Viral meningitis

K. R. Ratzan

Research output: Contribution to journalArticle

24 Citations (Scopus)

Abstract

Viral meningitis is part of the aseptic meningitis syndrome but must be distinguished from bacterial meningitis on the basis of a careful examination of the CSF and sound clinical judgment. Enteroviruses probably account for the bulk of cases of aseptic meningitis that occur in the United States and which are reported to the Centers for Disease Control each year. The seasonal pattern of the incidence of aseptic meningitis is largely due to the seasonal variation of enteroviral infections. Early on, the CSF in patients with viral meningitis frequently contains a predominance of polymorphonuclear leukocytes and may even have a low glucose level. The presence of neutrophils in the initial CSF sample is especially common in patients with enteroviral infections. A CSF glucose level lower than 50 per cent of a simultaneously drawn blood glucose determination is not uncommon in patients with viral meningitis due to mumps, LCM, and herpes simplex. In a patient with a predominance of polymorphonuclear leukocytes in the initial CSF specimen and in whom a viral infection is suspected, antibiotics may be withheld if a spinal tap is repeated within 12 hours. A shift from polymorphonuclear leukocytes to mononuclear cells makes viral meningitis the likely diagnosis. Both herpes simplex and varicella-zoster may infect the meninges by means of spread from cervical and dorsal root ganglia in a retrograde fashion much the way they spread in an antegrade fashion to the skin. HSV-2 is more likely to cause the clinical syndrome of viral meningitis, while HSV-1 is more likely to cause a meningoencephalitis with serious brain dysfunction. The identification of a specific viral agent in body fluids, especially the CSF, in a patient with aseptic meningitis is of more than academic interest, since it can shorten duration of hospital stay and eliminate unnecessary antimicrobial therapy. The diagnosis of enteroviral infections depends upon the isolation of a virus from CSF, stool, or throat plus a fourfold antibody response in the serum to the viral isolate. The 60-odd serotypes of enterovirus, each with different antigenic determinants, preclude serologic testing alone as a useful diagnostic test to identify the patient infected with coxsackievirus or echovirus. For infections, due to herpes simplex, varicella-zoster, LCM, and arboviruses, a serologic test alone can be useful. An analysis of CSF for viral antigens, lactate, CKBB isoenzyme, C-reactive protein, and muramidase is not discriminatory enough to distinguish between bacterial and viral meningitis and is no substitute for sound clinical judgment, frequent observation of the patient including repeated examination of CSF, and a willingness to change diagnosis and therapy based upon clinical progress of the patient.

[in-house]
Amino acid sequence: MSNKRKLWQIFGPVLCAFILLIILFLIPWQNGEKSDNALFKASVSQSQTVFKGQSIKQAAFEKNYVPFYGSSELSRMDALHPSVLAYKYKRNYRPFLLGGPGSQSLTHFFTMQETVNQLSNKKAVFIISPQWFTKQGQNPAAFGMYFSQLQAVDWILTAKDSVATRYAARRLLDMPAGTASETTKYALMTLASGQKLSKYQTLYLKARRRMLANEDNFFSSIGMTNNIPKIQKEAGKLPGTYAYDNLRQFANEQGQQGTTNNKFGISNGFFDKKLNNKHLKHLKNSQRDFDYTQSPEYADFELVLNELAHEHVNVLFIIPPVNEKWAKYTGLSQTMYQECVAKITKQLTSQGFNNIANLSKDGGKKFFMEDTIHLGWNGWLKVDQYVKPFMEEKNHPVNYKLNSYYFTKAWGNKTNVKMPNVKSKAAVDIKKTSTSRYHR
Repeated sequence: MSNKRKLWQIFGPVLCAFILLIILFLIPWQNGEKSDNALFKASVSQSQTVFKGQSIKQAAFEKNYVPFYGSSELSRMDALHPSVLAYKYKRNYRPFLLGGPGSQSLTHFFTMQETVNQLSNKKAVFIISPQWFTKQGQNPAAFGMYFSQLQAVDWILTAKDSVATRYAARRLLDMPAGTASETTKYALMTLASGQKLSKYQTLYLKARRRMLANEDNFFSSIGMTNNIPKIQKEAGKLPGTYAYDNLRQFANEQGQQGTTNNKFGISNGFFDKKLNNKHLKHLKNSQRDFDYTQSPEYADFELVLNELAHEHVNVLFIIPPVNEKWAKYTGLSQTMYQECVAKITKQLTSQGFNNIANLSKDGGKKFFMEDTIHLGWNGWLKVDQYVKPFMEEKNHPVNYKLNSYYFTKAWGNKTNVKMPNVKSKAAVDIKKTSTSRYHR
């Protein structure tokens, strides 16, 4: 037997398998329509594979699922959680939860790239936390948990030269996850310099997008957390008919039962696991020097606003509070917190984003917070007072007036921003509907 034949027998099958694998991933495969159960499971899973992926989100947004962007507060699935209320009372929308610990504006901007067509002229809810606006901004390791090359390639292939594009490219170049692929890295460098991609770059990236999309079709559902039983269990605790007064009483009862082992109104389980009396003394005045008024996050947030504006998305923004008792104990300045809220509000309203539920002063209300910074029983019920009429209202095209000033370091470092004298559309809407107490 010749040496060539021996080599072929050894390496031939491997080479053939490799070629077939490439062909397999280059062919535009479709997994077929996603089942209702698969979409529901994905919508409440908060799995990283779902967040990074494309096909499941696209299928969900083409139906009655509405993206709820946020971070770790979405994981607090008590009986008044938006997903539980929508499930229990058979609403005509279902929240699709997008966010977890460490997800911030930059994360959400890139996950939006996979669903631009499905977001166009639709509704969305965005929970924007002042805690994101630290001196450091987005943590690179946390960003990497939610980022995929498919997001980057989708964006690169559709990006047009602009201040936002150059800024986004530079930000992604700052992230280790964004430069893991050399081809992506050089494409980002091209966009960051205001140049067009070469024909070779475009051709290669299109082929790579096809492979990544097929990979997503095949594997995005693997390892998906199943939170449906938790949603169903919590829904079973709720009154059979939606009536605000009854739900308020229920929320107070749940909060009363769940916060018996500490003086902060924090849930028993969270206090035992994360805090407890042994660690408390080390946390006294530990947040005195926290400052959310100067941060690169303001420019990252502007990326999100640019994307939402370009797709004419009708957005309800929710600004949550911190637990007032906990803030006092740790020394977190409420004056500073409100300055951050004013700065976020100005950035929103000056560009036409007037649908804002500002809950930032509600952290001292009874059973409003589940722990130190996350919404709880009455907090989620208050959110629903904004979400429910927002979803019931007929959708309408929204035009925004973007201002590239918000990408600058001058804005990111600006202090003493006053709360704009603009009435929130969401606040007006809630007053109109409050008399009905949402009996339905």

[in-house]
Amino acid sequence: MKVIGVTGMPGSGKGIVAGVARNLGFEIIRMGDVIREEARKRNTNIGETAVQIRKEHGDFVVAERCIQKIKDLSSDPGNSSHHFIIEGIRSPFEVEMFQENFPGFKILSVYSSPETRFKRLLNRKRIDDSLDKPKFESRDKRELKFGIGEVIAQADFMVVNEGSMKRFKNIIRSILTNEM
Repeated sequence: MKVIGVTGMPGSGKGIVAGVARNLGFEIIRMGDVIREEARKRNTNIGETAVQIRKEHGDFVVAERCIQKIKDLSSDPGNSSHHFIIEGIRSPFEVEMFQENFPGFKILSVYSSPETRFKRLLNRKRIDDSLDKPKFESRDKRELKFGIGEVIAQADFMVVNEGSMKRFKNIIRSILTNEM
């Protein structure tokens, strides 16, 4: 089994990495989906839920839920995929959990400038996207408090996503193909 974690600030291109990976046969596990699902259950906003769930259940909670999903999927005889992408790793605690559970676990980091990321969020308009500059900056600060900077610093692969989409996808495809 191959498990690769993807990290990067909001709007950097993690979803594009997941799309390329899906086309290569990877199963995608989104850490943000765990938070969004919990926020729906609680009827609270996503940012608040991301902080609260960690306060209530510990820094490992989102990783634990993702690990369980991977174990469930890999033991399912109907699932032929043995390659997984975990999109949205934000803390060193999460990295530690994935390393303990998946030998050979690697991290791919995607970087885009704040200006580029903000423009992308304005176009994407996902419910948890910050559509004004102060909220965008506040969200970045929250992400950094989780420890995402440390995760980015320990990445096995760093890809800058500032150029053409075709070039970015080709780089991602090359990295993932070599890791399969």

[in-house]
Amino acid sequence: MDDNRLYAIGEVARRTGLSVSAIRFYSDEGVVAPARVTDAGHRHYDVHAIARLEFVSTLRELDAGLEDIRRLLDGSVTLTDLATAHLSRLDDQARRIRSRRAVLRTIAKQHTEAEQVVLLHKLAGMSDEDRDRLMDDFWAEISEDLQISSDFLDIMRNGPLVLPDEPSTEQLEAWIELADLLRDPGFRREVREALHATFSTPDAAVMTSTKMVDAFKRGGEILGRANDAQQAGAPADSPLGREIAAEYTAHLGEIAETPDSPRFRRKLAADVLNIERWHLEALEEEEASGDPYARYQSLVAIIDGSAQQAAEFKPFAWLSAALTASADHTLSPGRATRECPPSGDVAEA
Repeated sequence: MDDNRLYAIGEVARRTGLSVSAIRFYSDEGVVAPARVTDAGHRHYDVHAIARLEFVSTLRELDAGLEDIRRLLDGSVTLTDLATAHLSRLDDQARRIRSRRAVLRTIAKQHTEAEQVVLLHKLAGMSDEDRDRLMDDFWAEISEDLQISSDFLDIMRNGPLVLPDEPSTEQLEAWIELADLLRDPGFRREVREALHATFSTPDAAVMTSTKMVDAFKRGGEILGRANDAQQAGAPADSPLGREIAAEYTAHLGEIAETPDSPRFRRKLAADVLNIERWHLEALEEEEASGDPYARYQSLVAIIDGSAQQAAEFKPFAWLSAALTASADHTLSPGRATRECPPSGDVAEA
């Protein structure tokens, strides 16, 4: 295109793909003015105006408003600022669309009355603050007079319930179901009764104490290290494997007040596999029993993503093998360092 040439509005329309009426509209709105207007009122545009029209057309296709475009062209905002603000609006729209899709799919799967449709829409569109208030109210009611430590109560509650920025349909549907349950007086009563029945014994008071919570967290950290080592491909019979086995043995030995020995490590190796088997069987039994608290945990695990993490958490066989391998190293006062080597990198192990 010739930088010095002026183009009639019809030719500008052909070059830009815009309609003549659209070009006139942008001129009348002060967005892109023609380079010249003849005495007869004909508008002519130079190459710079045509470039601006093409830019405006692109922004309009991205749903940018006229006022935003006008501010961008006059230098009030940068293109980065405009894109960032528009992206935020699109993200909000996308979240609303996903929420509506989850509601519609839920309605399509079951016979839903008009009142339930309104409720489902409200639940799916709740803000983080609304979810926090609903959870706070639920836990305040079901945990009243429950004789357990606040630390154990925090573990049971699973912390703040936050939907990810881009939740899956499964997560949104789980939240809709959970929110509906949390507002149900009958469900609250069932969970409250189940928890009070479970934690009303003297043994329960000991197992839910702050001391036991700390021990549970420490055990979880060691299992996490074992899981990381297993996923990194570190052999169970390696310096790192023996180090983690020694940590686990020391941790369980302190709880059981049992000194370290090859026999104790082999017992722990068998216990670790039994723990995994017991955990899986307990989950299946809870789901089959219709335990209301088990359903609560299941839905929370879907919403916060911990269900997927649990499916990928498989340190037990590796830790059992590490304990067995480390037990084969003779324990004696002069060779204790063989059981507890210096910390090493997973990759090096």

Original languageEnglish
Pages (from-to)399-413
Number of pages15
JournalMedical Clinics of North America
Volume69
Issue number2
StatePublished - Jan 1 1985
Externally publishedYes

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Viral Meningitis
Aseptic Meningitis
Herpes Simplex
Enterovirus
Neutrophils
Bacterial Meningitides
Chickenpox
Herpes Zoster
Infection
Human Enterovirus B
Arboviruses
Glucose
Meninges
Mumps
Meningoencephalitis
Spinal Puncture
Human Herpesvirus 2
Viral Antigens
Human Herpesvirus 1
Spinal Ganglia

ASJC Scopus subject areas

  • Medicine(all)

Cite this

Ratzan, K. R. (1985). Viral meningitis. Medical Clinics of North America, 69(2), 399-413.

Viral meningitis. / Ratzan, K. R.

In: Medical Clinics of North America, Vol. 69, No. 2, 01.01.1985, p. 399-413.

Research output: Contribution to journalArticle

Ratzan, KR 1985, 'Viral meningitis', Medical Clinics of North America, vol. 69, no. 2, pp. 399-413.
Ratzan KR. Viral meningitis. Medical Clinics of North America. 1985 Jan 1;69(2):399-413.
Ratzan, K. R. / Viral meningitis. In: Medical Clinics of North America. 1985 ; Vol. 69, No. 2. pp. 399-413.
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